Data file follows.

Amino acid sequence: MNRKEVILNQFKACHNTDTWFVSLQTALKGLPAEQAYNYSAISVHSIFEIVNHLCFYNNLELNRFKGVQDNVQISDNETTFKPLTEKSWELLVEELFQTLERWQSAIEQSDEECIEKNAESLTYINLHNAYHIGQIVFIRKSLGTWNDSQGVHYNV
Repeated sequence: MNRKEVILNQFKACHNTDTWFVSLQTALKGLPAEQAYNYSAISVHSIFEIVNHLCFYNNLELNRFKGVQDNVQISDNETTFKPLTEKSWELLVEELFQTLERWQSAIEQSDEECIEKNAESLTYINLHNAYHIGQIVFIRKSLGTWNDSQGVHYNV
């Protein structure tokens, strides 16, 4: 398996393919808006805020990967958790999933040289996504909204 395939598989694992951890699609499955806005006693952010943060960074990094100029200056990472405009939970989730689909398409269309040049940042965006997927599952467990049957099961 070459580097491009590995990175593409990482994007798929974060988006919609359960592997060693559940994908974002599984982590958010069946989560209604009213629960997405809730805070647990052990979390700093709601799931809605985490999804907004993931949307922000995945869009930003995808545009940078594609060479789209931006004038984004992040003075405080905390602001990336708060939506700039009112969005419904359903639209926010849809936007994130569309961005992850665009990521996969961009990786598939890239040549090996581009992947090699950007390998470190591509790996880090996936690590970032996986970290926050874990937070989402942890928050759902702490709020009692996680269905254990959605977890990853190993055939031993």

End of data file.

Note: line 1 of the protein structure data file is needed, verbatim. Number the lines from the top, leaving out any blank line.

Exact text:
Amino acid sequence: MNRKEVILNQFKACHNTDTWFVSLQTALKGLPAEQAYNYSAISVHSIFEIVNHLCFYNNLELNRFKGVQDNVQISDNETTFKPLTEKSWELLVEELFQTLERWQSAIEQSDEECIEKNAESLTYINLHNAYHIGQIVFIRKSLGTWNDSQGVHYNV